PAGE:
On the Death of a Lily in Munirka

When a flower is tricked to bloom too soon, 
the secrets of its bud unfurling,
it does not see that small, dark eye
that murders frame by frame;

and all things tend towards this end
for life is a silver fish leaping,
like tiny suns its scales burn
as it bends its back upstream.

Then is revealed the truth of the thing
when comes the final flourish:
what grace and courage beauty bears
when darkness drags it down.

©Abigail Wyatt, 2012

 

Of NaNoWriMo, A Baptism of Fire and Lessons Learned…

There can be no doubt that I have neglected my blog throughout the month of November. This has been due to a combination of factors, not least the fact that my lovely partner, David, was suddenly whisked into hospital, but it has been due mainly to the pressure associated with NaNoWriMo which some insane impulse made me enter for the first time this year.

Was I successful? Yes, I was. Will I do it again? Maybe. If I was to attempt it again, however, I am pretty sure it would have to be with the benefit of some prior thought and preparation. This time, I started with no more planning than the vague idea that writing 50,000 words in a month would be ‘good’ for me and I freely admit that I  found it hard to keep going, especially in the penultimate week.

The first week was ok. I admit that, as a ‘fiddler’, one who often finds it difficult to switch off her internal editor, I did not make as much progress as I would have liked. On the other hand, I had plenty of ideas and a fairly strong sense of direction. Week 2 was better in terms of getting the words down but my non-literary working commitments were greater so I found myself with significantly less writing time and, by the beginning of week three, I found myself entertaining thoughts about giving up the whole idea.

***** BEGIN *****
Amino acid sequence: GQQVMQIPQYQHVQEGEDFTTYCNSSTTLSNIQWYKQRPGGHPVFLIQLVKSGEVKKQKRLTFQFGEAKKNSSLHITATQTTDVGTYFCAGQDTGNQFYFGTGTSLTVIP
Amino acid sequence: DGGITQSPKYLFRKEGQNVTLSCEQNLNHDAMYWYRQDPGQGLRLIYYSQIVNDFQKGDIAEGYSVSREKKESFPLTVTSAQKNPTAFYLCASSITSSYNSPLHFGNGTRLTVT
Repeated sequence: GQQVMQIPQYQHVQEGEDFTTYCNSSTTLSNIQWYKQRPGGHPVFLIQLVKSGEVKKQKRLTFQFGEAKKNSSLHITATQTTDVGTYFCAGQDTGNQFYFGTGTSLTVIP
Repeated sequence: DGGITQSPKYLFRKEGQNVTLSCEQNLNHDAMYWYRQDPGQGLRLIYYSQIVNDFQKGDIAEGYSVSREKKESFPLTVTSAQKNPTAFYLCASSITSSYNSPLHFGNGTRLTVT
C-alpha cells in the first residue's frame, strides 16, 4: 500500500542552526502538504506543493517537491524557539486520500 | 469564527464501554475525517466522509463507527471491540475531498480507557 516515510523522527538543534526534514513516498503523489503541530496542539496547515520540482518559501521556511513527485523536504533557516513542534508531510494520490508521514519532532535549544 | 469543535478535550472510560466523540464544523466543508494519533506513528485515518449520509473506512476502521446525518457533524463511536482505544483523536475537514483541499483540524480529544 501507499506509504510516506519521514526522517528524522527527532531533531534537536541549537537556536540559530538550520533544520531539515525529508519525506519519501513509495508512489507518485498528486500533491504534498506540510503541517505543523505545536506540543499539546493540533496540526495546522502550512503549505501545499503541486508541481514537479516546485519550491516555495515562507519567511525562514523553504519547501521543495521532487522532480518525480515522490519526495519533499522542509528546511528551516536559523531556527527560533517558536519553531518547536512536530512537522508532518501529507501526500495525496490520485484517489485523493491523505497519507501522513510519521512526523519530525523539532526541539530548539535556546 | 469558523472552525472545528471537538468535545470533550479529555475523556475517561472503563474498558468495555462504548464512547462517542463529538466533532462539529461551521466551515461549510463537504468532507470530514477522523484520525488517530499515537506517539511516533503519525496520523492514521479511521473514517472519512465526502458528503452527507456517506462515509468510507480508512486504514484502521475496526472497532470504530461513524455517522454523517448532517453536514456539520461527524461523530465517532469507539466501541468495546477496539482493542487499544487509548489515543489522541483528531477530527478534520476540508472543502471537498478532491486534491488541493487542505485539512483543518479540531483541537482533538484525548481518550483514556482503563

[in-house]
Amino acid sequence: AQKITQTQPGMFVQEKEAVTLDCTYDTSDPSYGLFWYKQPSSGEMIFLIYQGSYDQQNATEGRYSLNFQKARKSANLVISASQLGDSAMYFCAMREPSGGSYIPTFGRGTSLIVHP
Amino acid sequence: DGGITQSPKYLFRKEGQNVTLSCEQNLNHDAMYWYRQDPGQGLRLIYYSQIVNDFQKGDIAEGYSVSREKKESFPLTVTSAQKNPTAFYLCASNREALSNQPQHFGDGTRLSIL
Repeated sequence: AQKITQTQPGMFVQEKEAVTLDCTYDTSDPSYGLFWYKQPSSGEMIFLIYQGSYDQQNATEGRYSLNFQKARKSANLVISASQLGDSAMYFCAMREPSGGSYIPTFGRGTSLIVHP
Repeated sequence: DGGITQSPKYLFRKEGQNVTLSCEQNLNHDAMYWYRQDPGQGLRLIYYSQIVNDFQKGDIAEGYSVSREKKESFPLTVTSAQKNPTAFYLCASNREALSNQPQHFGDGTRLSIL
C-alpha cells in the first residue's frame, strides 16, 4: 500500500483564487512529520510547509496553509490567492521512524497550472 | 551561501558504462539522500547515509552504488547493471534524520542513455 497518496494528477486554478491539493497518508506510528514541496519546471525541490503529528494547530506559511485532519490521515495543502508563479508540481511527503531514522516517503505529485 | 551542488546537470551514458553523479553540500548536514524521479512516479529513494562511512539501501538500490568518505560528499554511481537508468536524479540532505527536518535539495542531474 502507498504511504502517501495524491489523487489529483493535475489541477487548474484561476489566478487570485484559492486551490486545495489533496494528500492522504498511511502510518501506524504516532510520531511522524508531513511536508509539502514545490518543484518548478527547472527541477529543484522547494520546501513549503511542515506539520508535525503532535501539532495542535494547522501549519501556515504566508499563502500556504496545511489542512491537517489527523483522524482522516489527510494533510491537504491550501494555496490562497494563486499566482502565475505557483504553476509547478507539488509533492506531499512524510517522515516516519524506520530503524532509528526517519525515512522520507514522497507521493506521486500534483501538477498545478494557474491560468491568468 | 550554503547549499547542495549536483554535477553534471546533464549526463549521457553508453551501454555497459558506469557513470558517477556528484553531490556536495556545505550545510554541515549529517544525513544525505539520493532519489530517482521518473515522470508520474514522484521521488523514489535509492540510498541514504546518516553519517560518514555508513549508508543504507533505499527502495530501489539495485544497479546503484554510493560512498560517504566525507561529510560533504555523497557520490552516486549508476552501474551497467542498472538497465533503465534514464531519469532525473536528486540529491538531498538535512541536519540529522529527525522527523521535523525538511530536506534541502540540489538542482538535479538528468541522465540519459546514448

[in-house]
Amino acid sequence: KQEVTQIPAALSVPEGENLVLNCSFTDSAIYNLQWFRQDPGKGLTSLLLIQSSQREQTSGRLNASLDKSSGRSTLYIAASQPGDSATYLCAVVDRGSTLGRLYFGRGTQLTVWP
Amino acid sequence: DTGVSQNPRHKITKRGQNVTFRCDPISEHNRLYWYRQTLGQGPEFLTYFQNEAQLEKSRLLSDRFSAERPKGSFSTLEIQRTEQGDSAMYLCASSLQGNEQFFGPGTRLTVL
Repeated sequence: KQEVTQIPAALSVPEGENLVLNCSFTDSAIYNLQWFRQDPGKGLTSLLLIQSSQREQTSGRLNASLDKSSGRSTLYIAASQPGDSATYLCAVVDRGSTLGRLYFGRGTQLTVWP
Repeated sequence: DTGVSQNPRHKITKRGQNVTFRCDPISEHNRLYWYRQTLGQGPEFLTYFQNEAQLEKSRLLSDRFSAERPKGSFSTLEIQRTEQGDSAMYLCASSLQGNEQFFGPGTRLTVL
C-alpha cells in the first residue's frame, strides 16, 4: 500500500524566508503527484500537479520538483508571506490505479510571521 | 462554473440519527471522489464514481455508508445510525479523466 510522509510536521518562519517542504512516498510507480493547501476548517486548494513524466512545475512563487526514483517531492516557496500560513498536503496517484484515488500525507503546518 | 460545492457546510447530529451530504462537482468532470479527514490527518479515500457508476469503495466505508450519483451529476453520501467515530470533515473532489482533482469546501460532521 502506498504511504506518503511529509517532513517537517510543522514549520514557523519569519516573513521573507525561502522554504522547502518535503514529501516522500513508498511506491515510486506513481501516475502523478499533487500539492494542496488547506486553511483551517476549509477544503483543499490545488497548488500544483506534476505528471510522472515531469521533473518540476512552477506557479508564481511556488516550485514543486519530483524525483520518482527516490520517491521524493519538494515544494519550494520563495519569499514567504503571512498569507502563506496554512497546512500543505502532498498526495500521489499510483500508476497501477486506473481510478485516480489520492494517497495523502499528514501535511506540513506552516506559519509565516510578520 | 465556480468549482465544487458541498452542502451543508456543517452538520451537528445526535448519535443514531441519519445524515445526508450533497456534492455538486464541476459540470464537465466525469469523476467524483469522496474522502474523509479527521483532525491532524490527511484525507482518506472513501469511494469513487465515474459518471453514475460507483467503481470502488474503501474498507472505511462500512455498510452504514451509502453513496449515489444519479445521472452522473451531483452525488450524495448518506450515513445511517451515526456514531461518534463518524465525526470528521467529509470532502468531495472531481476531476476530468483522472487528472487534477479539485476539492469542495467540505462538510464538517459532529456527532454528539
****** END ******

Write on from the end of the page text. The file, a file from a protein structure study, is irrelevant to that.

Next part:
It was round about this point that David became ill and for three days I was so busy worrying I barely wrote a word. I sat and looked at the screen quite a bit but the number of words that accrued  was minimal and, by the time David came home from hospital, I was badly behind. After that, it all became a bit of a blur.

In Week 4, I don’t think I did anything very much except meet my commitments (in terms of work and family) and try to write. I finished eventually, at about eight o’clock on the evening of 30th November, just four hours before the deadline, but, if I am honest, the last three days were not much fun. I was extremely tired both from lack of sleep (I am not a good sleeper at the best of times and NaNoWriMo made matters worse) and because I had a late shift at work and a very long day on the Thursday.

As a matter of fact, that is the one thing I would say to anyone considering NaNoWriMo next year THINK about your work commitments over the entire month and maybe see what you can do to keep them to the minimum.  If I ever do it again, I will a) prepare more thoroughly b) try to schedule some holiday and c) eat more chocolate. This  last is obviously important because I have seen it mentioned in the posts and updates of many seasoned NaNoWrMoers. Perhaps, if I had discovered it sooner, I might ave had an easier time of it.

So, what now? Well, I have a substantial amount of material to work with over the coming weeks and, possibly, months. It may not, in the end, make a novel but I can see it being the source of several short stories. One of these, ‘Such Jolly Good Fun’, has already been awarded the position of runner up in 5minute Fiction’s Christmas Story Competition and another, ‘The Chow and The Widow Carlotti’, was published two days ago by The One Million Stories Creative Writing Project.

Also, since I have now demonstrated to myself that I have the capacity to write 50,000 words in a month if I really want to do so, it is possible that I may apply myself in a serious way to the task of writing a novel. I have always maintained that I would never do this on the grounds that there are too many ‘so-so’ novels out there already. On the other hand, as yet I am without a ‘project’ for the new year so you never know…